Tuesday, November 13, 2012


One of the great things about Facebook is that it can connect us, if we so choose,
to virtually anyone who has passed through our lives. It gives us the opportunity
to keep up with friends, family, and our friends' families. Memories that have long
been dormant, can suddenly come to life with a picture or a funny comment from
a friend.  In an instant, we can see a picture of a baby come into the world and
learn about an old friend who has left it.

On Monday, while reading a post from Robert Troup, I discovered that a person
who had touched my life in a very special way, had moved onto a much better place.
Troup's father, with the same name, died at the age of 92. To the people of New
Canaan, CT, he was known as "Papa Blue", "The Colonel" and, of course, "Colonel

In a town of bankers, brokers, and a boatload of  millionaires, Troup stood out
from the crowd and there was nobody quite like him. "Papa Blue" was a true original.
If there was a food label attached to him, it would've read, "100 percent all-natural,
no ingredients added." He was so bright, so down to earth, and so personable,
that after meeting him for the first time, one got the feeling they had known
"The Colonel" their entire life.

I never knew what Troup did for a living, nor did I care. He put a smile on my
face and made me laugh every time I saw him. He'd often zoom around town
in a convertabile, his long white-grey hair flowing in the wind, a scarf often
snuggled around his neck. "The Colonel" was tall, good-looking, and extremely
dapper. He looked like as if he was created in Hollywood and refined by the world's
most courteous parents. I wish I can tell you there was movie star, a politician
or even an athlete than he reminded me of,  but I can't. Troup was incredibly
unique in every way. There wasn't an ounce of a mean in his body and talking
bad about another person wasn't in his DNA. Quite simply, he was a beautiful
human being.

Troup had a plethora of nicknames and he seemingly tagged everyone with one
of their own. "He used to call me 'Haystack Martin', who was a professional wrestler",
said Mark Rearick, a legendary coach in New Canaan, who is a mountain of a man
at 6'4 and a svelte 300lbs. "We'd go into a restaurant and he'd have the waitresses
calling me, 'Haystack Martin'. He'd get kids to ask me for my autograph. It was
hilarious. The Colonel was the greatest. He'll be missed."\

Every time I ran into Troup in New Canaan, he'd always greet me the same way.
"Hey, Devils, what's going on?" He didn't really have to ask because he always
seemed to know what was going on in my life, as well as my friends' lives, and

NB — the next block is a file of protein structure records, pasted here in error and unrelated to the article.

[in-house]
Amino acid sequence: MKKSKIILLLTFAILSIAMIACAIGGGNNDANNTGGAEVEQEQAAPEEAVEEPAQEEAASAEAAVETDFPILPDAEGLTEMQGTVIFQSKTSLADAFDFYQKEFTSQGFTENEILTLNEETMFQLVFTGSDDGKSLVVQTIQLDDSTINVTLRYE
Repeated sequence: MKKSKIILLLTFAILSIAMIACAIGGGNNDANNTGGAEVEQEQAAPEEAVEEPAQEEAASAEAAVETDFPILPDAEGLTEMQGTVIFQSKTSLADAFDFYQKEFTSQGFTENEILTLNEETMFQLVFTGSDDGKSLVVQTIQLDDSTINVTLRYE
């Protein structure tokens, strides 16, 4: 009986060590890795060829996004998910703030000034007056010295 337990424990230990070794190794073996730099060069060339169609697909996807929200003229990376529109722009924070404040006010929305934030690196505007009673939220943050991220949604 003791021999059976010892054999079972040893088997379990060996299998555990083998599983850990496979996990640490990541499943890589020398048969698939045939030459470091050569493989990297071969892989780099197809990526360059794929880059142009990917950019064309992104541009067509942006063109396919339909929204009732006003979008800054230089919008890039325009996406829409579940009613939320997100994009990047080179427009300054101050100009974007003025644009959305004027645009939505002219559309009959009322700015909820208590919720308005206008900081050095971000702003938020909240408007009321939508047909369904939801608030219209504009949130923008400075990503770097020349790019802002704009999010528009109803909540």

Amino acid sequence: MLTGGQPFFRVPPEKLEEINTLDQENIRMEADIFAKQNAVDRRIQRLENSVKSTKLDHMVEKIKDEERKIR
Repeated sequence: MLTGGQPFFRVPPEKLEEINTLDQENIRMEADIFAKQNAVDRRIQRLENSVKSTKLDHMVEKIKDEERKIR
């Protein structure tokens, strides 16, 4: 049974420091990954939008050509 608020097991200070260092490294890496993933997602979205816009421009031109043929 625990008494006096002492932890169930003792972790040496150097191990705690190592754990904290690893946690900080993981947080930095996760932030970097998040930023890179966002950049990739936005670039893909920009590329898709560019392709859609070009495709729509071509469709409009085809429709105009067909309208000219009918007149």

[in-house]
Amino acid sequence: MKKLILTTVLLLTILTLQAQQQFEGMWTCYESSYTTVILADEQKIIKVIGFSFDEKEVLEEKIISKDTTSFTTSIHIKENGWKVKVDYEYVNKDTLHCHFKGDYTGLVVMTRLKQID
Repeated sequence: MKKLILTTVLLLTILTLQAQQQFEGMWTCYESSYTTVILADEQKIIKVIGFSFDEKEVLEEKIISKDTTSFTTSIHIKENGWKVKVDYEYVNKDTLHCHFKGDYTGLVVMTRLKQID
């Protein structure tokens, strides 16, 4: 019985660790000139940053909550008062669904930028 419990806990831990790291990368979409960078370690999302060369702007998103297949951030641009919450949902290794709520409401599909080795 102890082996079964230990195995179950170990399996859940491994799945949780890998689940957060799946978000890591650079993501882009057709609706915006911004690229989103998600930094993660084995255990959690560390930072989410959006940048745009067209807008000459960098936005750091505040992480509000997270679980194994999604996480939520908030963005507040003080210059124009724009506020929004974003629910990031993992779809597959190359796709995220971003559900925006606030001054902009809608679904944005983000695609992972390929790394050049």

even the friends of my friends lives. He had his pulse on everything and everyone
in New Canaan. He was a huge supporter of the athletic programs in town and
if there was a game being played, there was bound to be Troup hanging out in the
stands or on the sidelines.

Troup had the look and temperament of someone who had seen it all, and he
probably did. He was in World War II, suffering a significant injury that he had
to live with, but never really let anyone notice/. He managed to convince Jimmy
Carter to come to New Canaan and Waveny Park during the presidential campaign
in 1976. Nobody in town had the power to get that done, nobody except "The Colonel."
Everybody knew Troup from politicians, movie stars, to athletes and coaches. If
you met Troup, you never forgot him.

You have to search this country far and wide to find someone to say a bad
thing about Robert Troup. If they did, they were lying. It certainly wasn't because
they had an axe to grind because nobody, and I mean nobody, had an axe to
grind with Troup. He was that well-liked.

Colonel Troup, I love you. You were one of a kind and you will be missed.

1 comment:

  1. You have perfectly and wonderfully captured the Bob Troup that I knew. Thank you for taking the time to write this tribute to "Papa Blue". I am his son in law. My moniker in the colonel's world was "slick" as in how do you keep every hair on your head so perfectly in place? Of course there was a mischievous grin on his face when he would call me that. Everything had multiple meanings in his world.

    He was great at making you feel special and appreciated. He extended this kindness to strangers he would meet in casual encounters: the waitress, the check out clerk, the busboy, the ticket taker at the door. An interchange might go something like this, "Hey do not I know you from somewhere? Were not you in that Tom Cruise movie that just came out?" or "this is the best service I have ever received anywhere."

    Until the very last you could see him plastered two inches in front of the TV so that he could follow Sunday football or watch the live feed of a late night UCLA Bruin's basketball game. He supported us as fans of the Bruins. He would always have cogent comments about Howland should be doing this or what the heck is wrong with that football program.

    It is my great good fortune to be married to his delightful daughter, Gail, and to be the father of two of his precious grandchildren, Gabrielle and Daniel. They all have had the good fortune to inherit his kindness, warmth, sense of humor, affability, love of sports, athletic talent, and amazing gregariousness. I am grateful to the Colonel in so many ways. May he now rest in peace. David Fogelson